Imelda is curious about the new chicks. The last few days, she’s spent a fair amount of time hanging out with the new mom and her chicks. Is she wanting to hatch eggs of her own? Does she think the chicks look good to eat? I don’t think so because she’s never shown any aggression toward the chicks. She just seems to enjoy hanging out with them.
Another Dominique hen has gone broody. Today I prepped an incubation suite for her. She’s been sitting on two wooden eggs for the last two days. Tonight, when it is dark, I’ll move her into the incubation suite and put 10 to 12 eggs under her. Hopefully, in three weeks, I’ll have another clutch of chicks. Moving broody hens is risky. Some will take to the new nest without a hitch. Others will want to go back to the nest where they were brooding.
This is the first time I’ve made an incubation suite. It will give the brooding hen, a safe, quiet place to sit for three weeks without being disturbed by the other hens. Besides having a dark, spacious nest inside the barn, she’ll also have a small yard to eat, poop, and stretch her wings.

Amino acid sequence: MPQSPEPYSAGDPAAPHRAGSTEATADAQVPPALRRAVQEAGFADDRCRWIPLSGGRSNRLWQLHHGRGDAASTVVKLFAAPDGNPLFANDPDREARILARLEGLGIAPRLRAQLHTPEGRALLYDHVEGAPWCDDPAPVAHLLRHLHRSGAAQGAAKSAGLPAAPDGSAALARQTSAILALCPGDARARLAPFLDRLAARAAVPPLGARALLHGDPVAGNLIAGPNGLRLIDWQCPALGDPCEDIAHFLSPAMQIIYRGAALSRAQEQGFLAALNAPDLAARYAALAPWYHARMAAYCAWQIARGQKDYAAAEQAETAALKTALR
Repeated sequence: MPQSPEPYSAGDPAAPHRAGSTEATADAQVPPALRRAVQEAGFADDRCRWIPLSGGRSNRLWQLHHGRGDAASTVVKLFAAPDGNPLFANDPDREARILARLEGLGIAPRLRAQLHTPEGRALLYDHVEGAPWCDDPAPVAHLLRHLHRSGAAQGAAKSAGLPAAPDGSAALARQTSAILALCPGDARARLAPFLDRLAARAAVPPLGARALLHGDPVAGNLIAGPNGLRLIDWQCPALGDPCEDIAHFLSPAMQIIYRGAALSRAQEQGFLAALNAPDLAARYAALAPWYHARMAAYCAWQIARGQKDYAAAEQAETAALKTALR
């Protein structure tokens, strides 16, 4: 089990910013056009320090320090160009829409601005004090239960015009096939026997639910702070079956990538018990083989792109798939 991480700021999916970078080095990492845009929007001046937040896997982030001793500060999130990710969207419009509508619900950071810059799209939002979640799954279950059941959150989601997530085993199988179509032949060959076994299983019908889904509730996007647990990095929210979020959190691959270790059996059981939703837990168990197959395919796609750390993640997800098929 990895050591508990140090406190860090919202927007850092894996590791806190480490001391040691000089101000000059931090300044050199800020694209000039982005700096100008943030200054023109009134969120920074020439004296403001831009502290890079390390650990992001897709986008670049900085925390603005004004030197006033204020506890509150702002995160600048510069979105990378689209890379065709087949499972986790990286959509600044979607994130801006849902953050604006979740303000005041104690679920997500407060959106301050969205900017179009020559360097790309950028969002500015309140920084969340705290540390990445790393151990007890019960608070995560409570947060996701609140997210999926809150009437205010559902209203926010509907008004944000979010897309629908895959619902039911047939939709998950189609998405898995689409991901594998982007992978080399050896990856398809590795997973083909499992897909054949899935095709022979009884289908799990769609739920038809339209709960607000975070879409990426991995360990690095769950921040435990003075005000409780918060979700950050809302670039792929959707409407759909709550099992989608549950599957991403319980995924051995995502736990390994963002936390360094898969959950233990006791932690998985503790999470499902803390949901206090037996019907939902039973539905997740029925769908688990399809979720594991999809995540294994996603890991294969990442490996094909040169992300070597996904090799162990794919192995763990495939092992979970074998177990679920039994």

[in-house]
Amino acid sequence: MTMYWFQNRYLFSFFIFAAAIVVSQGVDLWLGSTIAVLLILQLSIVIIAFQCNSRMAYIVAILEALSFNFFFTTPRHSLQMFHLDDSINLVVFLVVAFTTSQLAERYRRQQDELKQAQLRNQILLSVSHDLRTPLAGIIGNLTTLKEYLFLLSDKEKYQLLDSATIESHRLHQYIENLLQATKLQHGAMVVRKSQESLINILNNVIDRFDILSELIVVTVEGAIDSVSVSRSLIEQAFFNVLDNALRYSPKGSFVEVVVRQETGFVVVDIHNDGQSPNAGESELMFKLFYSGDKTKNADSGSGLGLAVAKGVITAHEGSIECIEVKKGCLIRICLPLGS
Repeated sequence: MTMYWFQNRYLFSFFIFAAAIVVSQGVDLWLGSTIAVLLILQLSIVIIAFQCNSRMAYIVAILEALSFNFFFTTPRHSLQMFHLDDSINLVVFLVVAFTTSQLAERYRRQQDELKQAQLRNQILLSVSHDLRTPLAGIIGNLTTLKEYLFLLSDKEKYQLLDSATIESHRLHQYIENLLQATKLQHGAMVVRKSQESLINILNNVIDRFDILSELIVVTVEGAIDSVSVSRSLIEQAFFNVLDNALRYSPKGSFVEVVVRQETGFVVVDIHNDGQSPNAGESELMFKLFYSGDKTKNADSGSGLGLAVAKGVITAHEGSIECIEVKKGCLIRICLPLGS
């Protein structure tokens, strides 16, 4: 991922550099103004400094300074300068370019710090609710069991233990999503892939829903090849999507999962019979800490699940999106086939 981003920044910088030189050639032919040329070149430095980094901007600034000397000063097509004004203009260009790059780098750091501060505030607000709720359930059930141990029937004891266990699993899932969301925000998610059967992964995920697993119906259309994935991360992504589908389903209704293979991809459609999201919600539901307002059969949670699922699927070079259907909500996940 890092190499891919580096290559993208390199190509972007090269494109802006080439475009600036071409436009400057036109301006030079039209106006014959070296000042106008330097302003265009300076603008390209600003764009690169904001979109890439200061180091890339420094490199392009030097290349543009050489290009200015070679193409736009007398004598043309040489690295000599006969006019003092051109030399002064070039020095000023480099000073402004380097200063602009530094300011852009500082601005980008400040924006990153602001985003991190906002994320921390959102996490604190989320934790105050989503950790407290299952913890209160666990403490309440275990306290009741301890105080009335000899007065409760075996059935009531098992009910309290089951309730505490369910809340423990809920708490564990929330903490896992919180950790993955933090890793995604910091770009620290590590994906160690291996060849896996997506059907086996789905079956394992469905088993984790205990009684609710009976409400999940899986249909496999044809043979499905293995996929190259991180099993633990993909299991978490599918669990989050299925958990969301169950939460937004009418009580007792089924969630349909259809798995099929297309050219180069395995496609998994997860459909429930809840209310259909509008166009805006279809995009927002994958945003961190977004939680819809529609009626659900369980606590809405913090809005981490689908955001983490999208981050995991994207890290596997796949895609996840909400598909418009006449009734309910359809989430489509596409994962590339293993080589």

Often, when hens are incubating a clutch of eggs, other hens will insist on laying eggs in the same nest. Some hens stand their ground and won’t budge an inch. However, all brooding hens leave their nest at least once a day to eat and poop. During the twenty to thirty minutes they are off the nest, other hens can hop on the nest to lay an egg. If they are still on the nest when the brooding hen returns, chaos often erupts.
Hopefully, the incubation suite will solve these problems, and give the brooding hen a carefree brooding experience. If she wants to go outside and enjoy a sunbath, I can slide open the side for her and close it while she is out, to keep her eggs undisturbed. Perhaps I should think about temporarily placing a RFID tag on her and wire a door so it would open and shut only for her.
Which brings me to my ultimate dream device: a tiny automated stamping device I could implant in a hen’s vent so that every time she lays an egg, the egg would get a timestamp which includes the hen’s name and GPS coordinates. The device would also have a super fast DNA decoder which would instantly determine which rooster fertilized the egg and stamp his name on the egg as well. Or if the egg was not fertilized, it would note that too. And of course, the device would send a text message with all of this information. Then I would instantly know when and where each hen laid an egg.